The Strike Of Bangladeshi Garment Workers Caused 11,000 People To Be Fired

- Feb 27, 2019-

In early January, about 50,000 Bangladeshi workers took to the streets, protested and demanded higher wages.

According to a recent report by Bloomberg, more than 10,000 Bangladeshi garment workers who participated in the strike have been dismissed from the factory.

It is reported that these workers are from factories that produce clothing for retailers such as H&M, Wal-Mart, Tesco and Aldi. More than 4,500 textile and garment factories were affected by strikes, which last year produced more than 27 billion euros worth of clothing.

On February 9, Rabeya from the Moon Readywears Ltd. garment factory was told to dismiss him on the grounds that he participated in the earlier street protests. But the company denied this claim. Rabeya said: "Our monthly salary is only 9,600 taka ($114), only slightly higher than the sewing worker's minimum wage."

A local union said that after the labor protests, more than 11,000 workers were fired, and the garment industry in Bangladesh is currently facing a new round of labor riots. The garment industry has largely contributed to the rapid growth of Bangladesh's economy, with exports of US$30.61 billion, accounting for 83% of total exports.

Mark Anner, an associate professor of labor relations at Penn State University, said that although wages are lower in marginal exporters such as Myanmar and Ethiopia, Bangladesh is the lowest-paid country among all major garment exporters in the world. According to a 2017 report by the World Trade Organization, Bangladesh is the second largest garment exporter outside of China, although the Bulgarian garment industry is growing at a fastest rate of 6%.

It is reported that the Bangladesh government raised wages before the election on December 30, but workers said the factory refused to comply with the new rules, while companies accused unions and workers of destroying factories. The police and employers have filed lawsuits against more than 3,000 workers. In 2013, the Rana Plaza complex collapsed, killing 1,100 garment workers. Four years later, the turmoil could drag foreign retailers into another high-profile labor dispute.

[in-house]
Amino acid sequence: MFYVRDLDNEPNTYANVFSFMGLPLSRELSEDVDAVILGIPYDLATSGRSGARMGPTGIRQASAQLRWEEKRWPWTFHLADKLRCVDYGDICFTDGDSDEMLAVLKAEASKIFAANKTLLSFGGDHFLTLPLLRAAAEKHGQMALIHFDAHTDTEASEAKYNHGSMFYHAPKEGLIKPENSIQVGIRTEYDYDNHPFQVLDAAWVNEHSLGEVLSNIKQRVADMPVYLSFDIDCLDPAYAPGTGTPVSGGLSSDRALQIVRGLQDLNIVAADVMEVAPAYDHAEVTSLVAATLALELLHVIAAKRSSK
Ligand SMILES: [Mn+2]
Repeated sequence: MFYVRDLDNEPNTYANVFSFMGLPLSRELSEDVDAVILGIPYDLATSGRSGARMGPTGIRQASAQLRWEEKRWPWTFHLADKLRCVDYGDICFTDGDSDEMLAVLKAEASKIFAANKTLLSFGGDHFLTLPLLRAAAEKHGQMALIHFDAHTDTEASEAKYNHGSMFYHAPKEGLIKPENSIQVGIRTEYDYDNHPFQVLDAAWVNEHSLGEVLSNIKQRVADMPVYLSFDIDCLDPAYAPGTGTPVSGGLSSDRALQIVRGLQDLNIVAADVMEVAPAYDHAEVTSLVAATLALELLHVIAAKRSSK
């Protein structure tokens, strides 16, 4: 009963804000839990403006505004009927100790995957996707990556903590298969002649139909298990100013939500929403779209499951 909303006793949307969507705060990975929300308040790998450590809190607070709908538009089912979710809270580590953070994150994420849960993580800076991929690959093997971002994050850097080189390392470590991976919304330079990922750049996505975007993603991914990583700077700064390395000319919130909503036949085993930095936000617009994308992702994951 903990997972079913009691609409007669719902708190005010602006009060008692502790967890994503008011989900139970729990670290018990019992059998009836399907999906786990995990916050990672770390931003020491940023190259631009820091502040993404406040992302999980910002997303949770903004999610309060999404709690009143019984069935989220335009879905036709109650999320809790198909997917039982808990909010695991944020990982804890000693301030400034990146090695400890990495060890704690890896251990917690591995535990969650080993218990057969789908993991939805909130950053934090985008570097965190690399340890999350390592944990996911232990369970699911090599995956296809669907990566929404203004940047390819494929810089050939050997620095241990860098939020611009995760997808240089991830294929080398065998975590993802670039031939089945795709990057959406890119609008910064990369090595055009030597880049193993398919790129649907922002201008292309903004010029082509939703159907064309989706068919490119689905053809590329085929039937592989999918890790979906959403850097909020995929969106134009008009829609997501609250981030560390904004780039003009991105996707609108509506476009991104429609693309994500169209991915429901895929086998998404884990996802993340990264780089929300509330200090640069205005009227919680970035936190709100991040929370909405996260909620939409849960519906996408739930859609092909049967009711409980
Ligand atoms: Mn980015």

Moonbey's former employer, Moon Readywears, and its parent company Setara have had a decade of business dealings with H&M, denying any misconduct. “This is a labor migration.” The company’s owner, Anwar Kamal Pasha, said, “We only have workers who have allegations of specific violations. We will not deal with individual cases and the company follows the latest salary rules.”

Bloomberg interviewed three Moon Readywears unemployed workers, including one quality inspector, AbdulMannan, who said he was fired on Wednesday. Another worker, Mohammad Rana, was arrested during the street protest for murder of public property and released on bail after he was released from prison. The third worker, Abdul Mannan, claimed that the company was in arrears. At present, Anwar Kamal Pasha has not responded to these questions.

In a public statement, H&M said that workers in three factories have been fired and the rest are being closely monitored.

Bangladeshi Minister of Commerce Tipu Munshi said in an interview that all factories must comply with the new wage laws, but some factories did not comply with the new wage regulations. Other additions, the government has instructed law enforcement agencies to investigate workers' activities that violate laws or damage public goods, but it does not involve ordinary workers who only want to raise wages.

Compliance issue

As the business director of the risk control information agency, Pratyush Rao said the Bangladeshi government is trying to strike a difficult balance between millions of workers' rights and the clothing industry.

Before the December election, in the face of pressure, the government raised the minimum wage, but only increased to 8,000 taka, and nearly half of the unions demanded to pay 16,000 taka per month, Rao said, although he did not think the government would stop the wages. The improvement, but it may not be a strict attack on the garment factory.

“The government regards the risk management department as the last guarantee. It is one thing to make a policy, and compliance is another.”

Mark Anner, director of the Center for Global Labor Rights at Pennsylvania State University, said the situation in Bangladesh should attract the attention of foreign retailers. Local factories must comply with the law and recommend that brands and retailers review costing methods to adjust wage growth.